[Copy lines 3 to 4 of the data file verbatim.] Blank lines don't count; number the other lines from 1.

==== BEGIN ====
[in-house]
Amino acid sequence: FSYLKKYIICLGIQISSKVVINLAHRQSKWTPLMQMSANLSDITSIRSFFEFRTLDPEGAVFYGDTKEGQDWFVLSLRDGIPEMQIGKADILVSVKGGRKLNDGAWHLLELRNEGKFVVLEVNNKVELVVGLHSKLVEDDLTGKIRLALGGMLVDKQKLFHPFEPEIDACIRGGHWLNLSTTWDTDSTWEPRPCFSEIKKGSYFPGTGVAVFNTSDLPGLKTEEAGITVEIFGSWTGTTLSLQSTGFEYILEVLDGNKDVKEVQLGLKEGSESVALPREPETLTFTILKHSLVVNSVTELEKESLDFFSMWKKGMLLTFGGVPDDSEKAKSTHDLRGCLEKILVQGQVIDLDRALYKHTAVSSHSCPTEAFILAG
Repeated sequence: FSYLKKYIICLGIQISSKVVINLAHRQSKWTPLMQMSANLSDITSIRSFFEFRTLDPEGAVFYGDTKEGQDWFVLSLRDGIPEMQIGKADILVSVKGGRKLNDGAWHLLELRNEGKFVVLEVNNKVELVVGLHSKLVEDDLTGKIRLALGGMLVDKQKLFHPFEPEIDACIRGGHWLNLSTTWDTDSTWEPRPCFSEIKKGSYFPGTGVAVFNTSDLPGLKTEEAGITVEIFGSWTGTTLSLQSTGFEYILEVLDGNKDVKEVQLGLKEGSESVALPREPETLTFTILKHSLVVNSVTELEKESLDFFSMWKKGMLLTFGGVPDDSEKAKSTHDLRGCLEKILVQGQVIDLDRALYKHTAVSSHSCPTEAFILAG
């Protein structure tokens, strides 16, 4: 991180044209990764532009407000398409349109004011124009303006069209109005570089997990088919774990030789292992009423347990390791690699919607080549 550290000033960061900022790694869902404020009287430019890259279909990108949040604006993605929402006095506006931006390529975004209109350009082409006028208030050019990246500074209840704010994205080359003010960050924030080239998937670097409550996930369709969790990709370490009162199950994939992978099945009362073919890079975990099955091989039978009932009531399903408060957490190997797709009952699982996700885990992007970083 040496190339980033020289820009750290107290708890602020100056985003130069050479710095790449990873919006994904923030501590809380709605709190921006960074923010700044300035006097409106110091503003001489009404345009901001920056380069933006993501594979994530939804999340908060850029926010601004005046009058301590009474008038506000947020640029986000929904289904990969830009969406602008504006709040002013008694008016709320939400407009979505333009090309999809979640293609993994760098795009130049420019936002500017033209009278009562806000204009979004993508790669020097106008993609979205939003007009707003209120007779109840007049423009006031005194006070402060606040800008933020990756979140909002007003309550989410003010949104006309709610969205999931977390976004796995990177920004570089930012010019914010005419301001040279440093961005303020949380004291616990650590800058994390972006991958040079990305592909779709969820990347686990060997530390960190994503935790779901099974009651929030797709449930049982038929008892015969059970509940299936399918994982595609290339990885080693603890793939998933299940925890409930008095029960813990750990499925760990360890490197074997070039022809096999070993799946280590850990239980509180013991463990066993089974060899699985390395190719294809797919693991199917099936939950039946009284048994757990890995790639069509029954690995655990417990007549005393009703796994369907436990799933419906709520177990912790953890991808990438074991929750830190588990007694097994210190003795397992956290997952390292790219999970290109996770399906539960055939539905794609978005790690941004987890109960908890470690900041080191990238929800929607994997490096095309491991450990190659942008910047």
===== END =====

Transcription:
Repeated sequence: FSYLKKYIICLGIQISSKVVINLAHRQSKWTPLMQMSANLSDITSIRSFFEFRTLDPEGAVFYGDTKEGQDWFVLSLRDGIPEMQIGKADILVSVKGGRKLNDGAWHLLELRNEGKFVVLEVNNKVELVVGLHSKLVEDDLTGKIRLALGGMLVDKQKLFHPFEPEIDACIRGGHWLNLSTTWDTDSTWEPRPCFSEIKKGSYFPGTGVAVFNTSDLPGLKTEEAGITVEIFGSWTGTTLSLQSTGFEYILEVLDGNKDVKEVQLGLKEGSESVALPREPETLTFTILKHSLVVNSVTELEKESLDFFSMWKKGMLLTFGGVPDDSEKAKSTHDLRGCLEKILVQGQVIDLDRALYKHTAVSSHSCPTEAFILAG
């Protein structure tokens, strides 16, 4: 991180044209990764532009407000398409349109004011124009303006069209109005570089997990088919774990030789292992009423347990390791690699919607080549 550290000033960061900022790694869902404020009287430019890259279909990108949040604006993605929402006095506006931006390529975004209109350009082409006028208030050019990246500074209840704010994205080359003010960050924030080239998937670097409550996930369709969790990709370490009162199950994939992978099945009362073919890079975990099955091989039978009932009531399903408060957490190997797709009952699982996700885990992007970083 040496190339980033020289820009750290107290708890602020100056985003130069050479710095790449990873919006994904923030501590809380709605709190921006960074923010700044300035006097409106110091503003001489009404345009901001920056380069933006993501594979994530939804999340908060850029926010601004005046009058301590009474008038506000947020640029986000929904289904990969830009969406602008504006709040002013008694008016709320939400407009979505333009090309999809979640293609993994760098795009130049420019936002500017033209009278009562806000204009979004993508790669020097106008993609979205939003007009707003209120007779109840007049423009006031005194006070402060606040800008933020990756979140909002007003309550989410003010949104006309709610969205999931977390976004796995990177920004570089930012010019914010005419301001040279440093961005303020949380004291616990650590800058994390972006991958040079990305592909779709969820990347686990060997530390960190994503935790779901099974009651929030797709449930049982038929008892015969059970509940299936399918994982595609290339990885080693603890793939998933299940925890409930008095029960813990750990499925760990360890490197074997070039022809096999070993799946280590850990239980509180013991463990066993089974060899699985390395190719294809797919693991199917099936939950039946009284048994757990890995790639069509029954690995655990417990007549005393009703796994369907436990799933419906709520177990912790953890991808990438074991929750830190588990007694097994210190003795397992956290997952390292790219999970290109996770399906539960055939539905794609978005790690941004987890109960908890470690900041080191990238929800929607994997490096095309491991450990190659942008910047």